I think we can assemble a chain of reasoning now that makes the pentagon-decagon-hexagon identity seem close to inevitable!

Suppose we take **three congruent rectangles**, and assemble them symmetrically so that their *long* edges are all mutually orthogonal, and their *short* edges are all mutually orthogonal. Like this:

We then join up the corners to make an icosahedron, as in the diagram above. Eight faces of this icosahedron (the ones centred on the diagonals of the eight “octants” into which the space here is divided) will *always* be congruent and equilateral; that’s guaranteed by the construction, whatever the precise ratio of the side lengths of the rectangles. The other twelve faces will be isosceles triangles, all congruent to each other.

Now, it’s clear that by making the rectangles long and skinny, we can make the isosceles triangles as long and skinny as we like. But what about making them short and squat? How far can we go in that direction?

If we make the three rectangles into squares, as above, the isosceles triangles have two 45° angles. So between this extreme, and the long-and-skinny extreme, it’s clear that we can choose *some* intermediate degree of skinniness for the rectangles that will turn the 12 isosceles triangles into equilateral triangles.

So, a regular icosahedron *must* exist, and it will have six edges that form three mutually orthogonal pairs.

Having reached that conclusion, we can now use the construction below, where we project everything into the plane of one of our rectangles.

1
Φ
Φ
1
A
B
′
–A
–B
′
C
′
P
Q
R
S
O
T
α
α
α
90–α
We can’t *yet* justify the specific value, $\Phi$, that we’ve written here as the length of the rectangles … but we don’t need to!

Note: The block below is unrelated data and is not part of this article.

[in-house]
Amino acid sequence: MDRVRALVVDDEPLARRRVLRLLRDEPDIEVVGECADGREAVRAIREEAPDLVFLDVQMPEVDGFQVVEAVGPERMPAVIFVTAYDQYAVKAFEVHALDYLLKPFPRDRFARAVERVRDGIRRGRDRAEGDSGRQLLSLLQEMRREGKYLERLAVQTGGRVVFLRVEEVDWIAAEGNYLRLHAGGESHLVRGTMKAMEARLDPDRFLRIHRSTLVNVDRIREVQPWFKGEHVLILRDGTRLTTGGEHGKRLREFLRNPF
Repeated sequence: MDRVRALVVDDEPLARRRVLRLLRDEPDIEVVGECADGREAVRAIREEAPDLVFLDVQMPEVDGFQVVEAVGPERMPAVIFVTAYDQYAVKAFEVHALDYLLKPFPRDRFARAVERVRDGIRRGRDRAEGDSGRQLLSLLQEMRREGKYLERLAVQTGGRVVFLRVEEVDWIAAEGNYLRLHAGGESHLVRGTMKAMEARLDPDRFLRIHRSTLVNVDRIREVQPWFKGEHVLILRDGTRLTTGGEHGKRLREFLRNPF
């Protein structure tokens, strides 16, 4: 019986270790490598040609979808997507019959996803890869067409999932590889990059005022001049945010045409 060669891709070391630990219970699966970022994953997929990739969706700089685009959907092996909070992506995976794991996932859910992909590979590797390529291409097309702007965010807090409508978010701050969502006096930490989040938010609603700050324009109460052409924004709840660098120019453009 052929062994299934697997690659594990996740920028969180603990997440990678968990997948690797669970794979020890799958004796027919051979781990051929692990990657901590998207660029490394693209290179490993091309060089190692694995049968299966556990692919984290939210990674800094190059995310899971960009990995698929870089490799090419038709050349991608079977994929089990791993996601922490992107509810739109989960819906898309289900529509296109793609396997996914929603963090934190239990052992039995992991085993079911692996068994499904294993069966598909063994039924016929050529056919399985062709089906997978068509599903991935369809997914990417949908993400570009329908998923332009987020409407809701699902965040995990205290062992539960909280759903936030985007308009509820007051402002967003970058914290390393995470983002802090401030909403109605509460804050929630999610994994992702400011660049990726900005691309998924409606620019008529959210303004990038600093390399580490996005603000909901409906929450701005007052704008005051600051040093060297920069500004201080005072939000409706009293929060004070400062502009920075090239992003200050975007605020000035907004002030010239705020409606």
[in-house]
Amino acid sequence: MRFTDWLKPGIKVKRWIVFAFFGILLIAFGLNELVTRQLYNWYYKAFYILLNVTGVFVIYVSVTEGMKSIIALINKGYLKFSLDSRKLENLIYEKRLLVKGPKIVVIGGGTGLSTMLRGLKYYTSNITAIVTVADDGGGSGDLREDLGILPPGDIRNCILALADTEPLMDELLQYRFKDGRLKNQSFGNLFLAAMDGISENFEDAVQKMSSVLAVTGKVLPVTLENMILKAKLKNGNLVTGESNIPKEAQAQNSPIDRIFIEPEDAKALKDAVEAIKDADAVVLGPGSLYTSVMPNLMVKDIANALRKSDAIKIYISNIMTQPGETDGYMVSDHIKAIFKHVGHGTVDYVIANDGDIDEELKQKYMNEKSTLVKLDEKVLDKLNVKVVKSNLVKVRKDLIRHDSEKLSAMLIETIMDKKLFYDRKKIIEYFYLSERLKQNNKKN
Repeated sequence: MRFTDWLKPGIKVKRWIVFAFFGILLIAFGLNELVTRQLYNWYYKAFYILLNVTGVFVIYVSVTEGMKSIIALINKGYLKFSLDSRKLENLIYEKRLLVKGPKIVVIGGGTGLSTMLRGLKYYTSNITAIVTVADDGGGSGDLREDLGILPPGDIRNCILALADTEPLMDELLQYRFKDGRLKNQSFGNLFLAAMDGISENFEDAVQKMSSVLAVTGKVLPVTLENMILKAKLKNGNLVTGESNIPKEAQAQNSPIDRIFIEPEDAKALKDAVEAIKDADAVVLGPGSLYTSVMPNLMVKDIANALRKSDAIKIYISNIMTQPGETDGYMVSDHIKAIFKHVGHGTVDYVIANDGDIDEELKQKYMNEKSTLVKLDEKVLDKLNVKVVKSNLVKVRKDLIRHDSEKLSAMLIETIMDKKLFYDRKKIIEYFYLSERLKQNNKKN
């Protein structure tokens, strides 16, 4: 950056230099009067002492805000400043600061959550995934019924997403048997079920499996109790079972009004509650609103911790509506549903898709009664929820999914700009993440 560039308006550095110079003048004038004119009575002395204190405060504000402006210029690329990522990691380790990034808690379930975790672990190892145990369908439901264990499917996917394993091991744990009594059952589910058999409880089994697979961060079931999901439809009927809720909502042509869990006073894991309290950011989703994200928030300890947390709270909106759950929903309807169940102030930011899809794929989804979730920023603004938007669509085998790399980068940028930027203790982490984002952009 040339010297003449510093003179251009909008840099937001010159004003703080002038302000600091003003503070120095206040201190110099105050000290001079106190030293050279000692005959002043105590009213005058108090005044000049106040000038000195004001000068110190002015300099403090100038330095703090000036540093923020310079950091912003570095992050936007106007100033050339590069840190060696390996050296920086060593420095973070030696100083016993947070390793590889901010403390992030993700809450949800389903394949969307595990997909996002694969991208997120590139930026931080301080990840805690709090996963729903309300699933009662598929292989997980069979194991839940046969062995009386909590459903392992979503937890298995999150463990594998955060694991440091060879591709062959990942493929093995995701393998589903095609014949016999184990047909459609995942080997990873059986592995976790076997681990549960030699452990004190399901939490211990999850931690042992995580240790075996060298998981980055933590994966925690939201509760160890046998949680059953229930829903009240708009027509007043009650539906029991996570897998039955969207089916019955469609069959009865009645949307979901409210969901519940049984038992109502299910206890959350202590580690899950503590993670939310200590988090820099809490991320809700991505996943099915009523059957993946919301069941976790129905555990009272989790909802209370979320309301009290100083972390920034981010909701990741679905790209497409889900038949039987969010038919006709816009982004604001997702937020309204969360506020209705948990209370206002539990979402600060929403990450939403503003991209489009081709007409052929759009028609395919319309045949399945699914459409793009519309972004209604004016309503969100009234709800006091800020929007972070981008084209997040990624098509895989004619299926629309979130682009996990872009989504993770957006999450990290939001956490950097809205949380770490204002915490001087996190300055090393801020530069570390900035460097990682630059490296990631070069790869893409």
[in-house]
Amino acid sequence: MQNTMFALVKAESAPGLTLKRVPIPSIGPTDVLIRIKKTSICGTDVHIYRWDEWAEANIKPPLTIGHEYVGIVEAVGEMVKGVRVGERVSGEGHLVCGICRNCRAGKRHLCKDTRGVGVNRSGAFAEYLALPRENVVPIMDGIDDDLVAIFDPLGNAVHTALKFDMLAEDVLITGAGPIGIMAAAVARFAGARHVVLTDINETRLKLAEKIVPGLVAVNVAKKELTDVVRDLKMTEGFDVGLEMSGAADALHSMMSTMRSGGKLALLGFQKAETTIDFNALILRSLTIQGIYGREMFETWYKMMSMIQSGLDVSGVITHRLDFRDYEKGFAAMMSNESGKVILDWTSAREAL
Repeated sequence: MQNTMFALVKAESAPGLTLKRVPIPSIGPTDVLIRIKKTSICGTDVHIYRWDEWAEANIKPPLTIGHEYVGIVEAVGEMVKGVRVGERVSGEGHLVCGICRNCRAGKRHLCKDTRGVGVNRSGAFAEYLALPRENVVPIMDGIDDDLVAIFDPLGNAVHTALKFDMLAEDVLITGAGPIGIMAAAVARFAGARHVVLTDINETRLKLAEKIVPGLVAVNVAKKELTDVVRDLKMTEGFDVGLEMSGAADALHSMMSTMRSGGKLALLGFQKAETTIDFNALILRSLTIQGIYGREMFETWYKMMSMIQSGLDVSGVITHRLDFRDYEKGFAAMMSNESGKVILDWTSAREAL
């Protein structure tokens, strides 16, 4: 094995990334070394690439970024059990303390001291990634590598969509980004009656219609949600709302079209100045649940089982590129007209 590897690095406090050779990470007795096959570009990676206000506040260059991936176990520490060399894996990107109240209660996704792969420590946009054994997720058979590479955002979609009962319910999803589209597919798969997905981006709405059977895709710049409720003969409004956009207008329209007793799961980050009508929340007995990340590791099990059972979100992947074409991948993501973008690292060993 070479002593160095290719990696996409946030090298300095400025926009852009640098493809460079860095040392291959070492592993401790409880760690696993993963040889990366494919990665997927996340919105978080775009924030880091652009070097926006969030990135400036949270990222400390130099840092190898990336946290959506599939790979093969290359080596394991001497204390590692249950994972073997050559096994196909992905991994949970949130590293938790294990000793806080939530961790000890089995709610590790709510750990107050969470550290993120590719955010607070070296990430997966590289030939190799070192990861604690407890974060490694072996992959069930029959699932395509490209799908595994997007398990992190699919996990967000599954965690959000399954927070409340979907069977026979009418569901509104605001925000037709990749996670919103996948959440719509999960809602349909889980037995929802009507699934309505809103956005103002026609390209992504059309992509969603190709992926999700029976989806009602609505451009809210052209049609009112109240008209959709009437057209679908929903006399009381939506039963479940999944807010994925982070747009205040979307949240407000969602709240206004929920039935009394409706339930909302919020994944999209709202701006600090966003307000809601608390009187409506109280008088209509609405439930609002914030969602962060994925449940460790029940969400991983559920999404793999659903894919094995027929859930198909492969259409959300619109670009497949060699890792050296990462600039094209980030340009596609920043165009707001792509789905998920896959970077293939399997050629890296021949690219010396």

Without any calculations that depend on $\Phi$, we can see that $Q R$ is parallel to $A B'$, and that both are orthogonal to $O P$. That’s enough to show that the triangle $A B' C'$ is congruent to triangle $S P T$, and hence the distance between the pentagons, $S T$, equals their radius, $A C'$.

Now we can appeal to John’s original construction:

$A B$ is a pentagon edge, $B C$ is a decagon edge, and $A C = S T = A C'$ is the radius of the circle in which the pentagon and decagon are inscribed. So the congruent right triangles $A B' C'$ and $A B C$ constitute proofs of the pentagon-decagon-hexagon identity.

And then, as a final bonus, we can simply appeal to Euclid’s golden triangle lemma – which gives us the ratio between the radius and the decagon edge length as $\Phi$ – and work backwards to show that this is also the ratio of length to width for our three orthogonal rectangles.
This follows simply from the fact that the right triangle $O R P$ is similar to the right triangle $C' A B'$.

## Re: This Week’s Finds in Mathematical Physics (Week 283)

There are a couple of nice pictures at the bottom of the webpage. Notice the Faces and Points alternating symmetry.

Phi and Geometry.

Solid …………….Dodecahedron…………Icosahedron

Face shape ………..Pentagon………………Triangle

Faces ………………..12 ……………………..20

Points ………………..20 ……………………..12

Edges ………………..30 ……………………..30